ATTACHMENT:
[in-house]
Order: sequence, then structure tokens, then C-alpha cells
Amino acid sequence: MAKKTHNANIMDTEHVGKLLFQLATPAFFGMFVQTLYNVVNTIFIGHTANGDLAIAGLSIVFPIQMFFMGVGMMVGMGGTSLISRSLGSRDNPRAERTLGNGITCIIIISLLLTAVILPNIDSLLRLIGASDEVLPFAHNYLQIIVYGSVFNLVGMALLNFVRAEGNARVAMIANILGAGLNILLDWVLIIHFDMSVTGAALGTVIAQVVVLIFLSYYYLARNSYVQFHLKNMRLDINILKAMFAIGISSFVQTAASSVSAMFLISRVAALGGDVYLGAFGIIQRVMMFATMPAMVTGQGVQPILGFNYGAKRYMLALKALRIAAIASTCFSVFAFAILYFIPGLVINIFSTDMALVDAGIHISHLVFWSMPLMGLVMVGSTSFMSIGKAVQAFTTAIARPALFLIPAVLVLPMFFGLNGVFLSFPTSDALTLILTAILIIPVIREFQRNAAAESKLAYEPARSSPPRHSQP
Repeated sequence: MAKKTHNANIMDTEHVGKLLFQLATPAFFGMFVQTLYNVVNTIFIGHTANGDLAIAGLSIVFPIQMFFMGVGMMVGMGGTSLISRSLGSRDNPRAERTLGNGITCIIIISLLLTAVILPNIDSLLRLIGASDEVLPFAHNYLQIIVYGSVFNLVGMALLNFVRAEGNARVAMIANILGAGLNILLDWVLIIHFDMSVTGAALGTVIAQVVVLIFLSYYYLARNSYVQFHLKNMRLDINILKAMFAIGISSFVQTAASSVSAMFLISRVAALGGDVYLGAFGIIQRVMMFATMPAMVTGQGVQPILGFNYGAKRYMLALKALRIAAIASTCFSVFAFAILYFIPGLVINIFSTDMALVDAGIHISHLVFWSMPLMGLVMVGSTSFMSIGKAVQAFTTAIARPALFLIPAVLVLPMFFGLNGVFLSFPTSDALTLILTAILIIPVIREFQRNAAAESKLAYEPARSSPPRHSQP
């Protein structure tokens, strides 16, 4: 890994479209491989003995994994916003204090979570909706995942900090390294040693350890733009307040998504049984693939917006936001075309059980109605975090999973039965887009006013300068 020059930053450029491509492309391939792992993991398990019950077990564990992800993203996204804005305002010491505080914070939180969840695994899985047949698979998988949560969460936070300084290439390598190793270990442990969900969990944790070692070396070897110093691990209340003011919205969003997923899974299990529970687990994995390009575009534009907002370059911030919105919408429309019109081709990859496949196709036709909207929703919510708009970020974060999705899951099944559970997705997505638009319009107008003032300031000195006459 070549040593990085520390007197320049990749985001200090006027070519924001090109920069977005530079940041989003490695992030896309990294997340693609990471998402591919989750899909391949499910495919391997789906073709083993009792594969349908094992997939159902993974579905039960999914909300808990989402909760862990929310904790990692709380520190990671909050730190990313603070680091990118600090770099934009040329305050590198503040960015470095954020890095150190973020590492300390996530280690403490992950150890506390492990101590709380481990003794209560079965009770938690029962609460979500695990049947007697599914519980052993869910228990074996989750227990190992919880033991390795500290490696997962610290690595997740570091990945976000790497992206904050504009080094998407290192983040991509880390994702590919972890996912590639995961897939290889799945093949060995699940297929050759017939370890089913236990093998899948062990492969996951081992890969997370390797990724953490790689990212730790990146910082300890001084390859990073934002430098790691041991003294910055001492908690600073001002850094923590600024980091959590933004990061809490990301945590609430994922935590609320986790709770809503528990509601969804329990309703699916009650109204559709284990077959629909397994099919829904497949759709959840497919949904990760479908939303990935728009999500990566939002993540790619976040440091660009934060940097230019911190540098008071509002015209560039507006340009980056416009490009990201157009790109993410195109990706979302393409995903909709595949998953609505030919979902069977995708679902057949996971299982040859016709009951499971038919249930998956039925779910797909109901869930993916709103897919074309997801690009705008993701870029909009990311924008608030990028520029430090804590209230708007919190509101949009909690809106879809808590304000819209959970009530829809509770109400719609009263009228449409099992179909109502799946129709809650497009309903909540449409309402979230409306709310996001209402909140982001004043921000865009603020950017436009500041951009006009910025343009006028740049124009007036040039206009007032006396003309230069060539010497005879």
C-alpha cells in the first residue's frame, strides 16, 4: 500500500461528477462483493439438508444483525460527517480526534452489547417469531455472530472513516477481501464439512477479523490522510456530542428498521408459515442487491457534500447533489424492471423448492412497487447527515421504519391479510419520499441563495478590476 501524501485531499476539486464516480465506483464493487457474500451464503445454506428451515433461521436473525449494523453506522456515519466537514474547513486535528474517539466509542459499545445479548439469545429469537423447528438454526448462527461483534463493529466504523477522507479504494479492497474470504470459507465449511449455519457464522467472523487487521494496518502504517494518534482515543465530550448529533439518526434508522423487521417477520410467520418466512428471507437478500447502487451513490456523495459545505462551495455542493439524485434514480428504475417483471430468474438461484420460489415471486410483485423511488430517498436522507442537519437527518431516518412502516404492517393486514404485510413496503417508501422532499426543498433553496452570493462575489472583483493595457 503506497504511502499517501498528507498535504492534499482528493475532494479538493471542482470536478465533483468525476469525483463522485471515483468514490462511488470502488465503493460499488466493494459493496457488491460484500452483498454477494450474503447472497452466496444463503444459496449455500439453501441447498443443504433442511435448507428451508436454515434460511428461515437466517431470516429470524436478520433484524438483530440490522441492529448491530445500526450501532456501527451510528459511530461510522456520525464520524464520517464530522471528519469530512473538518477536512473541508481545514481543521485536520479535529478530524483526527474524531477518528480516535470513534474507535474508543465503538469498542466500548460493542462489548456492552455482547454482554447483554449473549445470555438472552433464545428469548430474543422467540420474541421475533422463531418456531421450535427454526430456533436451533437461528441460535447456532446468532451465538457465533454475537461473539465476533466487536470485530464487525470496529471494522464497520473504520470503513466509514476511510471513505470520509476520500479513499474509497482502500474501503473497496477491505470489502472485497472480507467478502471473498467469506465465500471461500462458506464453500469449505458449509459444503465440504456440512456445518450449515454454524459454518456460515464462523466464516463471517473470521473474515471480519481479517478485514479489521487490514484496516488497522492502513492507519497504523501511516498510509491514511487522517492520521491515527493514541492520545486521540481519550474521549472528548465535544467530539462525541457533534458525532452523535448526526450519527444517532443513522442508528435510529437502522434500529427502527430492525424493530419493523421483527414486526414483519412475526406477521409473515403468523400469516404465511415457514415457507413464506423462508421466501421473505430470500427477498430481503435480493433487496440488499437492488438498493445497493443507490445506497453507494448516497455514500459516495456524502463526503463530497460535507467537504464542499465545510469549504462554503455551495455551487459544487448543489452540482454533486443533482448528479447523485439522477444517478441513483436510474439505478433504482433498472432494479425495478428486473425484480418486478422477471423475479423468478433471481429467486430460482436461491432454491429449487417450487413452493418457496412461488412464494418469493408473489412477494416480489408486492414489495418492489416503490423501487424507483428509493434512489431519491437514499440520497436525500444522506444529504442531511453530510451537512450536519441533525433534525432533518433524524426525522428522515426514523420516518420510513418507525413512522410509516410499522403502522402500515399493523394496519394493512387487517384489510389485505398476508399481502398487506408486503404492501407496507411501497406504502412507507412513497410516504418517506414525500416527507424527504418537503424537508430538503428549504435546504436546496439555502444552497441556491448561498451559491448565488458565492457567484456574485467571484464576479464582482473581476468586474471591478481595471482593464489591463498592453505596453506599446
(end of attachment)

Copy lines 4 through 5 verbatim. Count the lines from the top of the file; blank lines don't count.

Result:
Repeated sequence: MAKKTHNANIMDTEHVGKLLFQLATPAFFGMFVQTLYNVVNTIFIGHTANGDLAIAGLSIVFPIQMFFMGVGMMVGMGGTSLISRSLGSRDNPRAERTLGNGITCIIIISLLLTAVILPNIDSLLRLIGASDEVLPFAHNYLQIIVYGSVFNLVGMALLNFVRAEGNARVAMIANILGAGLNILLDWVLIIHFDMSVTGAALGTVIAQVVVLIFLSYYYLARNSYVQFHLKNMRLDINILKAMFAIGISSFVQTAASSVSAMFLISRVAALGGDVYLGAFGIIQRVMMFATMPAMVTGQGVQPILGFNYGAKRYMLALKALRIAAIASTCFSVFAFAILYFIPGLVINIFSTDMALVDAGIHISHLVFWSMPLMGLVMVGSTSFMSIGKAVQAFTTAIARPALFLIPAVLVLPMFFGLNGVFLSFPTSDALTLILTAILIIPVIREFQRNAAAESKLAYEPARSSPPRHSQP
């Protein structure tokens, strides 16, 4: 890994479209491989003995994994916003204090979570909706995942900090390294040693350890733009307040998504049984693939917006936001075309059980109605975090999973039965887009006013300068 020059930053450029491509492309391939792992993991398990019950077990564990992800993203996204804005305002010491505080914070939180969840695994899985047949698979998988949560969460936070300084290439390598190793270990442990969900969990944790070692070396070897110093691990209340003011919205969003997923899974299990529970687990994995390009575009534009907002370059911030919105919408429309019109081709990859496949196709036709909207929703919510708009970020974060999705899951099944559970997705997505638009319009107008003032300031000195006459 070549040593990085520390007197320049990749985001200090006027070519924001090109920069977005530079940041989003490695992030896309990294997340693609990471998402591919989750899909391949499910495919391997789906073709083993009792594969349908094992997939159902993974579905039960999914909300808990989402909760862990929310904790990692709380520190990671909050730190990313603070680091990118600090770099934009040329305050590198503040960015470095954020890095150190973020590492300390996530280690403490992950150890506390492990101590709380481990003794209560079965009770938690029962609460979500695990049947007697599914519980052993869910228990074996989750227990190992919880033991390795500290490696997962610290690595997740570091990945976000790497992206904050504009080094998407290192983040991509880390994702590919972890996912590639995961897939290889799945093949060995699940297929050759017939370890089913236990093998899948062990492969996951081992890969997370390797990724953490790689990212730790990146910082300890001084390859990073934002430098790691041991003294910055001492908690600073001002850094923590600024980091959590933004990061809490990301945590609430994922935590609320986790709770809503528990509601969804329990309703699916009650109204559709284990077959629909397994099919829904497949759709959840497919949904990760479908939303990935728009999500990566939002993540790619976040440091660009934060940097230019911190540098008071509002015209560039507006340009980056416009490009990201157009790109993410195109990706979302393409995903909709595949998953609505030919979902069977995708679902057949996971299982040859016709009951499971038919249930998956039925779910797909109901869930993916709103897919074309997801690009705008993701870029909009990311924008608030990028520029430090804590209230708007919190509101949009909690809106879809808590304000819209959970009530829809509770109400719609009263009228449409099992179909109502799946129709809650497009309903909540449409309402979230409306709310996001209402909140982001004043921000865009603020950017436009500041951009006009910025343009006028740049124009007036040039206009007032006396003309230069060539010497005879």